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Paul Naggear and Tracy Awad-Naggear live in Beit Mery, Lebanon. They chose to stay in Lebanon even after the Beirut port explosion killed their daughter, Alexandra, and triggered a political and economic crisis in the Middle Eastern country.

Rafael Yaghobzadeh/The Globe and Mail

When Paul Naggear and Tracy Awad-Naggear were told their daughter Alexandra had died, becoming one of more than 200 victims of last year’s explosion in the port of Beirut, their first instinct was to give up on Lebanon. To leave this deeply troubled country behind and move to Canada.

They talked about leaving immediately, and settling in Montreal, where Ms. Awad-Naggear spent part of her childhood, and where both still have relatives. But they decided to remain for a few months. It would be just long enough, they hoped, to ensure justice was done for Alexandra, a Canadian citizen like her mother, who was three years old when a hangar full of ammonium nitrate erupted, sending a blast wave through the Lebanese capital that destroyed thousands of homes, including the Naggear family’s apartment.

Ms. Awad-Naggear, who suffered multiple injuries including broken ribs, tried to shield her daughter’s body with her own, but Alexandra died six days later.

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Alexandra waves a Lebanese flag on Mr. Naggear's back.

Family photo

“We decided at first to stay for two or three months, and then leave,” Ms. Awad-Naggear told The Globe and Mail in an interview at an apartment in the mountains above Beirut that the couple moved into after losing their home.

“Then we saw all these [non-governmental organizations], all these Lebanese people working, rebuilding, making Lebanon a better place – and all these people who were sending us messages … saying, ‘Wow you guys are doing a great job, you’re giving us hope.’ Young Lebanese people saying: ‘I wanted to leave the country and then I saw what you’re doing, and I decided to stay and fight for this country.’ So once again we decided to stay.”

The couple’s year-long struggle for justice has at times seemed hopeless, as Lebanon’s ruling elite have continued to evade accountability for their roles in the Aug. 4 port disaster. Now the country has been plunged into a devastating economic and political crisis, with only a caretaker government in place while the country’s currency has lost more than 90 per cent of its value, causing hyperinflation and shortages of fuel, medicines and other key goods.

But the decision to stay has yielded some important victories – infusing the Naggears with enough optimism that they continue to fight on.

The most significant breakthrough came last month when Mr. Naggear was elected atop a list of independent candidates that seized control of the leadership board of Beirut’s professional syndicate for engineers and architects, which is normally controlled by the country’s main political parties.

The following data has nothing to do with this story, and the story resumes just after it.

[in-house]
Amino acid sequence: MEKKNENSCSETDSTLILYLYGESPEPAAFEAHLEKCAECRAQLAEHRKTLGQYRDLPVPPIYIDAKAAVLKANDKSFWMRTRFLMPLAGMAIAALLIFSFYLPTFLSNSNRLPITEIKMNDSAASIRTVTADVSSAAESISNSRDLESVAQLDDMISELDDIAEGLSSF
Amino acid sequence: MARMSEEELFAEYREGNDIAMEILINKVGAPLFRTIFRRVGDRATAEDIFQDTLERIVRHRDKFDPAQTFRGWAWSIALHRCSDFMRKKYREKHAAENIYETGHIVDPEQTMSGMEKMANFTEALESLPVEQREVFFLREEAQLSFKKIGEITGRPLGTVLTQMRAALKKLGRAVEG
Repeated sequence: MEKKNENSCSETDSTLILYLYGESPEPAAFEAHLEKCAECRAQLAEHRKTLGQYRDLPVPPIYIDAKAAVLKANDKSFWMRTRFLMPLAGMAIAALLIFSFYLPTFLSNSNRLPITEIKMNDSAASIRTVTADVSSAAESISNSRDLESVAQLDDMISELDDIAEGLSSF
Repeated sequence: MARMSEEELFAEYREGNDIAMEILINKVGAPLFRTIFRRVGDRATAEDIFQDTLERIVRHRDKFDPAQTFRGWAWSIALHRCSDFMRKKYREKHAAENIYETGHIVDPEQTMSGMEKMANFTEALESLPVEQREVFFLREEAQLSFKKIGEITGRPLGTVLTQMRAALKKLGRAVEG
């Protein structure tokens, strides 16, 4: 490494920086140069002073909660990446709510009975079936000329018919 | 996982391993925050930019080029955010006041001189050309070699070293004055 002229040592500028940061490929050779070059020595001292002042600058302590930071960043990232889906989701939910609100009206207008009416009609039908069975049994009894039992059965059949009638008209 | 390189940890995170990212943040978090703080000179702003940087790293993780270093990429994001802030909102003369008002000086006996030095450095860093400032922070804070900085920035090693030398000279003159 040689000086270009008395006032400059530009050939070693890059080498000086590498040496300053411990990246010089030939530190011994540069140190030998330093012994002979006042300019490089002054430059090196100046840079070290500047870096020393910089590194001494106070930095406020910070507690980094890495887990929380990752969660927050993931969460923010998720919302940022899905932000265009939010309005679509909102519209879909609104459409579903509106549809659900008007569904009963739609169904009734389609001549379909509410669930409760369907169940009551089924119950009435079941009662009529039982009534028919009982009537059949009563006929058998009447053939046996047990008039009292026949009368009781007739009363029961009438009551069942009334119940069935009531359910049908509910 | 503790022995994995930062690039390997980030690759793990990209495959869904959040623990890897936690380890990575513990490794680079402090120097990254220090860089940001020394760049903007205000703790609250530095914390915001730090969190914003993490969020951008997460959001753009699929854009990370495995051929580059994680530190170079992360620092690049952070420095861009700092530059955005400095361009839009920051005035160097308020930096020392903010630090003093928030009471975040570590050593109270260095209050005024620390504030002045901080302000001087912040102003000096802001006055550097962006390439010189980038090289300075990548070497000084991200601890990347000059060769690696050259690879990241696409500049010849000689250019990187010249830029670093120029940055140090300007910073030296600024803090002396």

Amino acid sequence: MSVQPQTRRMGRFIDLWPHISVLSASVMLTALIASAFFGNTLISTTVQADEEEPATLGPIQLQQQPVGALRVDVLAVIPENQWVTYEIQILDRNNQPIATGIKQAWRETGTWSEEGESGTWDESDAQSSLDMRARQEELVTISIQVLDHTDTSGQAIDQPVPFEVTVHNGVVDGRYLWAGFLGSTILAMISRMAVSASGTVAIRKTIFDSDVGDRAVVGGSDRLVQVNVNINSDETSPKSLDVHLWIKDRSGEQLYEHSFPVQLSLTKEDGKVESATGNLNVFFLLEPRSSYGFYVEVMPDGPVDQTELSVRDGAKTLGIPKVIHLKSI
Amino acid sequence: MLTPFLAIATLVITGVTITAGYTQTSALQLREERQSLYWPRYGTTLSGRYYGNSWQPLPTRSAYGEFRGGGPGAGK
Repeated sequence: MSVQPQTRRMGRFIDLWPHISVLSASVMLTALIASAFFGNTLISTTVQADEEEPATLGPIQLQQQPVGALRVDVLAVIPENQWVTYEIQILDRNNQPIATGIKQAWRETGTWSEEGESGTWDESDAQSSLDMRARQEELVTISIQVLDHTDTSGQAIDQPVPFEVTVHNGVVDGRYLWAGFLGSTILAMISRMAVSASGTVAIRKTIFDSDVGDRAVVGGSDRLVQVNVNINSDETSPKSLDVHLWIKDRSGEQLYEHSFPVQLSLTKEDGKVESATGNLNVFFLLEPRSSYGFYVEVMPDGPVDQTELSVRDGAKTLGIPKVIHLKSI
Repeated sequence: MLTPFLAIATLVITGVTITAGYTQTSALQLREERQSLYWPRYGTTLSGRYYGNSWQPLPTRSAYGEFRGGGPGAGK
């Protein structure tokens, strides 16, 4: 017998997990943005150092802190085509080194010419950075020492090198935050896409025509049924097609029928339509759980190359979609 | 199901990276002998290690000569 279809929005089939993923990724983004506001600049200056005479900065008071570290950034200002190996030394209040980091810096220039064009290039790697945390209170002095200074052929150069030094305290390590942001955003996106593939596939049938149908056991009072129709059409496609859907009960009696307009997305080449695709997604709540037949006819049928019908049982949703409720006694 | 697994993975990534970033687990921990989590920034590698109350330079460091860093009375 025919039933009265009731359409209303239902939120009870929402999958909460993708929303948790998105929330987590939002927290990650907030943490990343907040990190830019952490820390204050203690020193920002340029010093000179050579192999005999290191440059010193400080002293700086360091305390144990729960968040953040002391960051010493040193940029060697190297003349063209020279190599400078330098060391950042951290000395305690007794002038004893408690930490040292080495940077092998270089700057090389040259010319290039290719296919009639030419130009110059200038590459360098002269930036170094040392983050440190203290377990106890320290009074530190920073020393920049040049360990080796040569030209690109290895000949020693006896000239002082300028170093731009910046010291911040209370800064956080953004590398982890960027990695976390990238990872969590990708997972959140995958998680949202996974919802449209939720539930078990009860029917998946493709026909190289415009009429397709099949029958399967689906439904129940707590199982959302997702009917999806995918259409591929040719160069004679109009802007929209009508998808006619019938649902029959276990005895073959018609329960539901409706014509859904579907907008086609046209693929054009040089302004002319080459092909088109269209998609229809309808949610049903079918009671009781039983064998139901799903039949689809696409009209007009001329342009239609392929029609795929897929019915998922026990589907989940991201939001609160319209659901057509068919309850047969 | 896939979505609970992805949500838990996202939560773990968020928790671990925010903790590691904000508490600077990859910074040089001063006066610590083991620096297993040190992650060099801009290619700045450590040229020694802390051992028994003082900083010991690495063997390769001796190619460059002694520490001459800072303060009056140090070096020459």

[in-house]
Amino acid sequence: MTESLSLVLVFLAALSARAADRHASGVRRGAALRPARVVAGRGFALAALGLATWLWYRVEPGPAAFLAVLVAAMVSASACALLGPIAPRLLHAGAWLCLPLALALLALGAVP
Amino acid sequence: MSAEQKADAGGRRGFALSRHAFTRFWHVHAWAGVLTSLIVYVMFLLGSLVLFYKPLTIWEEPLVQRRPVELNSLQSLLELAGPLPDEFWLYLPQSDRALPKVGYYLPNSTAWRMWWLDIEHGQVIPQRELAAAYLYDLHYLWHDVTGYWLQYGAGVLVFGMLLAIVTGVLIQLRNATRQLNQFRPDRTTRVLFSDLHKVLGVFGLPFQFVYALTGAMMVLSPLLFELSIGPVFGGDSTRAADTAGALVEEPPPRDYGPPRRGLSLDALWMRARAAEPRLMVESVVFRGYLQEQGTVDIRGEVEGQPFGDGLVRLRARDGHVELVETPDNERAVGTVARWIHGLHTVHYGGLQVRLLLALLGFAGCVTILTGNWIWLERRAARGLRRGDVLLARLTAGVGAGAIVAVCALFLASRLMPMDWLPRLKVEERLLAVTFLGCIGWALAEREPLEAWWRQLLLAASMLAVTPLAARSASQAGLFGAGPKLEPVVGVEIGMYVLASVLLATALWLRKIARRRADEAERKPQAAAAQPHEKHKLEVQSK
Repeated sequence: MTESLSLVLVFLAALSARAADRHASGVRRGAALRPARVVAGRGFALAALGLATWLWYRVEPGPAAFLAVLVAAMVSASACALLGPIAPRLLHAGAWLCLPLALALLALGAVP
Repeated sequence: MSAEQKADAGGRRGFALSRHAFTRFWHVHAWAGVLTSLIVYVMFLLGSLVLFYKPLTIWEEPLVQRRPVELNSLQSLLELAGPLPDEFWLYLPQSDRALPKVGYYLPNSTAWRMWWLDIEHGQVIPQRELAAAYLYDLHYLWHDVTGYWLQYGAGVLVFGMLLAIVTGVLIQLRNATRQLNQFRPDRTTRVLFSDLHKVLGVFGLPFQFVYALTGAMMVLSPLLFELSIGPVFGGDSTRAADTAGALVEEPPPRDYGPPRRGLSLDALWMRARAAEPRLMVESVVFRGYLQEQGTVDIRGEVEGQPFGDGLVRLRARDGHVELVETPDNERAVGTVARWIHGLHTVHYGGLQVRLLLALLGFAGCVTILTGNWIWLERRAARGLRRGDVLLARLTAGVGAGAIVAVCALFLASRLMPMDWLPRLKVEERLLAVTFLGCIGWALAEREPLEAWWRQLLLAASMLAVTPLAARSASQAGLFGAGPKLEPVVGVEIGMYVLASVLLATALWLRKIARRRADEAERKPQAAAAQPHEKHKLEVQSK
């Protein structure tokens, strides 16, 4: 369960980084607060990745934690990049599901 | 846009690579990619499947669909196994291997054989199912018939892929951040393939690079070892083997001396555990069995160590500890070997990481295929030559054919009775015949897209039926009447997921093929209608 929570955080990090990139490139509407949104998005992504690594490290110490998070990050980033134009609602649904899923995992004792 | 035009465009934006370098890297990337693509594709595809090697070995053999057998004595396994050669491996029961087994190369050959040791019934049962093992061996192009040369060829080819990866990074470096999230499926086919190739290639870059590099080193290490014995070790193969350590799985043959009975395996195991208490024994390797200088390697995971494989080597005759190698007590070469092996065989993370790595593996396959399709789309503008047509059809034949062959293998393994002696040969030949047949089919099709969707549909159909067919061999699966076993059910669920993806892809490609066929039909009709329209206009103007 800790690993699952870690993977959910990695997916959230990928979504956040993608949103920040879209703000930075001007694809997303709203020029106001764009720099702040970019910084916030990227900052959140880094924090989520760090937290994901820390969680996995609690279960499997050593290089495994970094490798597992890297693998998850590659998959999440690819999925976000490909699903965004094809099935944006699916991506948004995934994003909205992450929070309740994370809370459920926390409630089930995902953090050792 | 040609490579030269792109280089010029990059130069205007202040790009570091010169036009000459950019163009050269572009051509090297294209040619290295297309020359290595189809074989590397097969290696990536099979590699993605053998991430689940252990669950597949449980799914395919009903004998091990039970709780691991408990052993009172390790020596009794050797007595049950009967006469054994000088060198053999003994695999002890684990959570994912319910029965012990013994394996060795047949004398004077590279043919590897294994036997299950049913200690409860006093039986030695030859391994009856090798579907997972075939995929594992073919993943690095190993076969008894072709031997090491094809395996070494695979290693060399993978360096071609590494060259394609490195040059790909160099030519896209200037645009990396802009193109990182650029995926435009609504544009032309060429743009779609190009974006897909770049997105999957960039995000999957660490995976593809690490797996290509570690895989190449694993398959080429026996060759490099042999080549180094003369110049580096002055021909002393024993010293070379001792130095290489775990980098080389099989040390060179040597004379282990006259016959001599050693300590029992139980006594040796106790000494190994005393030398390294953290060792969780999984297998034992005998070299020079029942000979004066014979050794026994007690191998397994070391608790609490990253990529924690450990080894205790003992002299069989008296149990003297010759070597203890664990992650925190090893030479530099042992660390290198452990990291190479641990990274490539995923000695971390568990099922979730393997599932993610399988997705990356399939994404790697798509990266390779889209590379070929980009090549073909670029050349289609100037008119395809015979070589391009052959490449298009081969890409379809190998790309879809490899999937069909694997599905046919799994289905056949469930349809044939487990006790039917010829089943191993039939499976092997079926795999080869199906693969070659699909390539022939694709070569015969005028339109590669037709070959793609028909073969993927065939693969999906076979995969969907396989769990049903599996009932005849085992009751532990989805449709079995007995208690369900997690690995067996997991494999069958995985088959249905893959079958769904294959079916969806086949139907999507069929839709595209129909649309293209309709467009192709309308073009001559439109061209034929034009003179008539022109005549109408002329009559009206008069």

In a sign of how angry Lebanon’s professional middle class is with the country’s ruling elite, Mr. Naggear won more than 70 per cent of the vote. Despite the pandemic, turnout was triple the previous syndicate election.

“I didn’t think it would be such a big thing, but I just think it gave people hope to see that Tracy and I are still here, and we are fighting where we can,” Mr. Naggear said, as the couple’s dog Sia played at his feet on the balcony of their apartment in Beit Mery. The 37-year-old’s face is still scarred from cuts received during the explosion, and he makes it clear that his entry into politics is deeply personal. “When we saw the results we were both very happy – that we could fight them and we could win.”

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In Beit Mery, top, the Naggears say staying in Lebanon has given them hope for change in the country. At bottom, a portrait of Alexandra is posted on some construction hoarding in Beirut on July 12.

Photos: Rafael Yaghobzadeh/The Globe and Mail

When the Naggears and others in Lebanon’s young professional class speak of “them,” they mean the country’s sectarian leaders, a group of warlords-turned-politicians who destroyed the country during a civil war from 1975 to 1990.

Many young Lebanese accuse those leaders of ruining the country a second time by creating a postwar state built on nepotism and kleptocracy.

In 2019, hundreds of thousands of Lebanese – including little Alexandra, who attended the protests perched on her father’s shoulders – took to the streets for months on end, demanding that the entire ruling class resign. Instead, the warlords have clung to power even through the port disaster and now the financial collapse.

With the country scheduled to hold parliamentary elections next year, Mr. Naggear’s victory has ignited fresh hope among the revolutionaries of 2019 – a postsectarian mix of Sunnis, Shias, Christians, and Druze – that perhaps change can be brought via the ballot box.

While the syndicates can’t pass laws, Mr. Naggear said winning control of the body – which needs to sign off on any new building project in Beirut – means that he and the other independents would be able to end a culture of side payments, and to enforce environmental and other standards. “It’s a big roadblock to corruption in infrastructure,” he said.